202782 A community-level approach to violence prevention

Sunday, November 8, 2009

Patricia J. Kelly, PhD , School of Nursing, University of Missouri-Kansas City, Kansas City, MO
Janna Lesser, PhD, RN , School of Nursing, University of Texas Health Science Center at San Antonio, San Antonio, TX
An-Lin Cheng, PhD , School of Nursing, University of Missouri-Kansas City, Kansas City, MO
Background: Prevention strategies to address the problem of family and

community violence are seldom targeted to Hispanic youth. Using methods of community-based participatory research (CBPR), we tested the impact of a ten-session program (El Joven Noble-JN) developed for at-risk youth based on Hispanic cultural values of respect for self and others.

Methods: Fourteen elementary schools were randomly assigned to intervention or comparison groups. A Community Coordinating Council provided direction in implementing the intervention in after-school programs of a predominantly Hispanic community. Instruments assessed attitudes about violence, gangs, cultural pride and values. Data was collected at pre, post and three months post intervention. Hierarchical random-effect models were applied to study the relationships between dependent and independent variables.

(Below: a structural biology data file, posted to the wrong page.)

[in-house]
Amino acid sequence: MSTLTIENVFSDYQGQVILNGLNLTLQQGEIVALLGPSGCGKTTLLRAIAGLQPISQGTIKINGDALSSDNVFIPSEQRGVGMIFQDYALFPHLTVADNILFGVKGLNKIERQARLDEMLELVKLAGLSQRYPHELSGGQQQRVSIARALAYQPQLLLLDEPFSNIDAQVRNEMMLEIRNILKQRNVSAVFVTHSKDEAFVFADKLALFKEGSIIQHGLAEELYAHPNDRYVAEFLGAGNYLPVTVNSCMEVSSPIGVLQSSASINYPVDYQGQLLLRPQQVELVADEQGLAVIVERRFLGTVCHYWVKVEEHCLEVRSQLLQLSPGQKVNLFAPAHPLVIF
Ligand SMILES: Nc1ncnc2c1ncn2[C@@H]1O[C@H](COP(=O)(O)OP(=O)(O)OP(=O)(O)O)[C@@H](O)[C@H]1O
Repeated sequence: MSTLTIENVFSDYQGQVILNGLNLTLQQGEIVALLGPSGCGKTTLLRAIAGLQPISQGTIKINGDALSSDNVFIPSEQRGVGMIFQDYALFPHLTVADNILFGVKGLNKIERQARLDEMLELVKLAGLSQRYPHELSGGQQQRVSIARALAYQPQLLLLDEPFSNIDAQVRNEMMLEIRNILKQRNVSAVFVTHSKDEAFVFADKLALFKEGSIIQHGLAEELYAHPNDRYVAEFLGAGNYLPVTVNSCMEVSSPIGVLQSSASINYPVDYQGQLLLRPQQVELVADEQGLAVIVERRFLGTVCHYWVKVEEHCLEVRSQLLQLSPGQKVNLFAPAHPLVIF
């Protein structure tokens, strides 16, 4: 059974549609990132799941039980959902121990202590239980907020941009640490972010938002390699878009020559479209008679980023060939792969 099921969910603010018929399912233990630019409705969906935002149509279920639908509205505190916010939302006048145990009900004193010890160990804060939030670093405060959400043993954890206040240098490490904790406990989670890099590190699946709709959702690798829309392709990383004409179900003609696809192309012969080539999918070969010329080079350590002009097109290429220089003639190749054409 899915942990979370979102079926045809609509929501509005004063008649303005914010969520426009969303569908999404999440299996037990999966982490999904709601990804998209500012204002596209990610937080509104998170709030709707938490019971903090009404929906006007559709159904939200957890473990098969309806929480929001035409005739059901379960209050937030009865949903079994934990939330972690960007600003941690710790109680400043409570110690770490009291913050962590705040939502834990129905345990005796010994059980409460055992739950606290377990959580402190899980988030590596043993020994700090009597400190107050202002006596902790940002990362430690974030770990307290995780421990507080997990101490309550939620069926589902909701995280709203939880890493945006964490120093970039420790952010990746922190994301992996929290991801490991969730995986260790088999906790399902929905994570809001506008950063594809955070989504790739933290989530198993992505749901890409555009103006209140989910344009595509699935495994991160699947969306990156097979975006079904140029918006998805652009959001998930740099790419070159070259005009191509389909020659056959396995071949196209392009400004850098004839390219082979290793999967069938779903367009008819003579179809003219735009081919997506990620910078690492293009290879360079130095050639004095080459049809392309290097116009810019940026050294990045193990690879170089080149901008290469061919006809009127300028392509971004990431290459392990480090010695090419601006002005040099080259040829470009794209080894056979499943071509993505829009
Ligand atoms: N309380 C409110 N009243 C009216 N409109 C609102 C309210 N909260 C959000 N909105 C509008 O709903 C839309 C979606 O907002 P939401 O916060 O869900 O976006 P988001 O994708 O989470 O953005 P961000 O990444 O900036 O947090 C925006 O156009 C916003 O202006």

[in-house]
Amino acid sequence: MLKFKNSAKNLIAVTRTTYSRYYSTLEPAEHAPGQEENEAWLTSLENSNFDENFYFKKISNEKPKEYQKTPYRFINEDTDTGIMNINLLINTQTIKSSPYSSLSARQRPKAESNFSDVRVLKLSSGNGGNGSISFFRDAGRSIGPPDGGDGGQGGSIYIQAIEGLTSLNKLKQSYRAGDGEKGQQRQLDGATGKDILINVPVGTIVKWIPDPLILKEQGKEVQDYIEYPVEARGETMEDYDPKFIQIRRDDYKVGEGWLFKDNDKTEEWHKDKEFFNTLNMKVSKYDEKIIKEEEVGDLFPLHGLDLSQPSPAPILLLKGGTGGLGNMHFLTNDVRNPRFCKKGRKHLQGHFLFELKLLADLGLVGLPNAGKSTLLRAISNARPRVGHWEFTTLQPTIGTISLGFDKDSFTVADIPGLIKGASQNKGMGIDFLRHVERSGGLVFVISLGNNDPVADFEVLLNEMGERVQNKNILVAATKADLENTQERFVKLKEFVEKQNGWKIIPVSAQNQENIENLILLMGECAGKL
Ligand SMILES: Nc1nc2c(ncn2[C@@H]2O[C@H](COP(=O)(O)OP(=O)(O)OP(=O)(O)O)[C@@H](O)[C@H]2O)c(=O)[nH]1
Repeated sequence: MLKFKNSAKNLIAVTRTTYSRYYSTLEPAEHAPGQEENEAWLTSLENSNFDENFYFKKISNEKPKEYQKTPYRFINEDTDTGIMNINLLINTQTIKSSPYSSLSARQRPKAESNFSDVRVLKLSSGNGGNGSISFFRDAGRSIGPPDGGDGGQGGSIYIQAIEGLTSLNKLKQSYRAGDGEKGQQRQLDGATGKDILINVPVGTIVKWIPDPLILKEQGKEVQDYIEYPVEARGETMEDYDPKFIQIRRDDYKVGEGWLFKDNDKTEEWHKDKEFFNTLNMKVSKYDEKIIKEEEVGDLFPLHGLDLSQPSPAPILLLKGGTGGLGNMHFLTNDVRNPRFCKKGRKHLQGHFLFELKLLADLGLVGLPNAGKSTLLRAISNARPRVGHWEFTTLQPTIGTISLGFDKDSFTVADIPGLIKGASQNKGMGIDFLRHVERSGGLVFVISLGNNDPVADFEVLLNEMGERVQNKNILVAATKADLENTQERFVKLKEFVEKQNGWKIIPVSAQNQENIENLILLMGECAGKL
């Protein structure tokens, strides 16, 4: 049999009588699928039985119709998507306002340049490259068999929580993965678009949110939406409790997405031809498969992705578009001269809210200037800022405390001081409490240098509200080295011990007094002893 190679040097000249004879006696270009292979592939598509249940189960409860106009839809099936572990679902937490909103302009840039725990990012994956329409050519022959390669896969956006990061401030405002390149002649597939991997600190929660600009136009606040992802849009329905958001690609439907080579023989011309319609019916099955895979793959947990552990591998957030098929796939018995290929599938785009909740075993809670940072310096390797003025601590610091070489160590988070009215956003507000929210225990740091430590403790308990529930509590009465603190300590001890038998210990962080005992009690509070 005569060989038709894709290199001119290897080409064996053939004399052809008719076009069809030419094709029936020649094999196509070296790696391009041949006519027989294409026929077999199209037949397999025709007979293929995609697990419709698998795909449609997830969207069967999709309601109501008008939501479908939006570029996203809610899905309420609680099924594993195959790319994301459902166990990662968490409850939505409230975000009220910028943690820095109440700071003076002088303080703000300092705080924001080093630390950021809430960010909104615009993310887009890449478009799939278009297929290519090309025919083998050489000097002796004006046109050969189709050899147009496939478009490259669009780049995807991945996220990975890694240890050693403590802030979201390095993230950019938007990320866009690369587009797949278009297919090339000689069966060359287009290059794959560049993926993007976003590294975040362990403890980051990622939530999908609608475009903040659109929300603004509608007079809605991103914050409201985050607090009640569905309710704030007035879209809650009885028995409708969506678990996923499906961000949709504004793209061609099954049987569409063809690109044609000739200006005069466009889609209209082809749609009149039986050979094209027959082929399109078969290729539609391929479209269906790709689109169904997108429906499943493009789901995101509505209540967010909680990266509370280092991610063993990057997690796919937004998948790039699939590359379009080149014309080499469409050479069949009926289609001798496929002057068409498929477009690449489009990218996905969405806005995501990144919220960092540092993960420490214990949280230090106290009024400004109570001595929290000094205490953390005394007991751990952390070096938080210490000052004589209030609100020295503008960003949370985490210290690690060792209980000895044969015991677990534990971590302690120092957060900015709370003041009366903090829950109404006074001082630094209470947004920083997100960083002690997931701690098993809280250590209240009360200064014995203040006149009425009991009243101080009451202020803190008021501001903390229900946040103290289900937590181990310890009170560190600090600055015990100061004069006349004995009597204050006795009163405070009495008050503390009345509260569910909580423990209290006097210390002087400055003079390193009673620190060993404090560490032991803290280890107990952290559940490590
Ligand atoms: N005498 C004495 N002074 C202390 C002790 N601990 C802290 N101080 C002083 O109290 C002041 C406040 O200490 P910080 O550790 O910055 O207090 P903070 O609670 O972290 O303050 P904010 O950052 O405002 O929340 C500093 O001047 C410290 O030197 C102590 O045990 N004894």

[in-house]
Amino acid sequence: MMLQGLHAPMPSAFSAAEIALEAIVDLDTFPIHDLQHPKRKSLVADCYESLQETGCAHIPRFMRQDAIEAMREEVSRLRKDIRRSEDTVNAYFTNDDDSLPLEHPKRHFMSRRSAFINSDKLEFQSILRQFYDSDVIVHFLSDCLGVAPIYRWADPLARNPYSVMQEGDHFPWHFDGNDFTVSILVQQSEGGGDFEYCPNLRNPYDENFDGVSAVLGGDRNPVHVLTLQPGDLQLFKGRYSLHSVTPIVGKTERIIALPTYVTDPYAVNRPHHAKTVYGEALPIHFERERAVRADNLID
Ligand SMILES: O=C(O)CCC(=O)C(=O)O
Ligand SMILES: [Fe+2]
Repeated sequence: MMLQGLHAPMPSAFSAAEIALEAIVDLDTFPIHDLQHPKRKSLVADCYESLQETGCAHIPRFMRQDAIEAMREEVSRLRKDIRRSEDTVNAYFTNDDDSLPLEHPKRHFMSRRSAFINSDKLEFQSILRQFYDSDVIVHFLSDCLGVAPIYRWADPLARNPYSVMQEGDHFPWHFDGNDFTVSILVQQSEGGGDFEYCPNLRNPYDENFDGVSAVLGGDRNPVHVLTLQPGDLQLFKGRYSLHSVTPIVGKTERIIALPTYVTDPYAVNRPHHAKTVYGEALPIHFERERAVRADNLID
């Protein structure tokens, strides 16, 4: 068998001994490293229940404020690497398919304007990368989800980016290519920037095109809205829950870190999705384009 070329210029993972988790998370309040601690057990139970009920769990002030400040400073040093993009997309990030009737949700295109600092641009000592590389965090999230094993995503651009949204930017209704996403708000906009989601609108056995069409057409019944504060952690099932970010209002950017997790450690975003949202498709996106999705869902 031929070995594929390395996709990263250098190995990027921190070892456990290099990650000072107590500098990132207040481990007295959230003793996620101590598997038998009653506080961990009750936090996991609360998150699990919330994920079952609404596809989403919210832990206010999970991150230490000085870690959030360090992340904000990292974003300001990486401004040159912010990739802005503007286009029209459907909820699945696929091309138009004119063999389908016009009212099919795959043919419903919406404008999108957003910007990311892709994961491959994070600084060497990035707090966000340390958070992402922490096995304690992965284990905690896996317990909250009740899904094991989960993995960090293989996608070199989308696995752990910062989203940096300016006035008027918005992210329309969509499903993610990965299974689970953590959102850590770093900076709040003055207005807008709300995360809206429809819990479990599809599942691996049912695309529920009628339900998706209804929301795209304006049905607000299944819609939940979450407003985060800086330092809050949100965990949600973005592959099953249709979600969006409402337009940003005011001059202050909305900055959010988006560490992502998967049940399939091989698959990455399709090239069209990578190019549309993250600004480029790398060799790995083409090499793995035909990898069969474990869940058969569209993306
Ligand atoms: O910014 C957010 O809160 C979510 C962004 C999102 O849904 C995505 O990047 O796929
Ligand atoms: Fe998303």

Results: Data from 153 third, fourth and fifth grade students in the intervention and 107 in the comparison group showed no statistically significant differences between groups over time; sub-group analysis showed intervention group students who had engaged in teasing, hitting or fighting on pre-test (N=36) had significantly greater positive change in scores on JN values (P=.05) and attitudes about violence (P=.01) scales than students in the comparison group (N=32).

Discussion: Lack of significant results between groups may reflect the inability of instruments to detect subtle effects, or the fact that most youth reported no violent behaviors or positive attitudes about violence. Demonstrating impact with all youth reflects measurement challenges in primary prevention interventions.

Learning Objectives:
Explain how methods of community-based particpatory research can be applied to violence prevention Describe a culturally-specific approach to violence prevention in a Hispanic community.

Keywords: Community Participation, Violence Prevention

Presenting author's disclosure statement:

Qualified on the content I am responsible for because: developing and implementing this program
Any relevant financial relationships? No

I agree to comply with the American Public Health Association Conflict of Interest and Commercial Support Guidelines, and to disclose to the participants any off-label or experimental uses of a commercial product or service discussed in my presentation.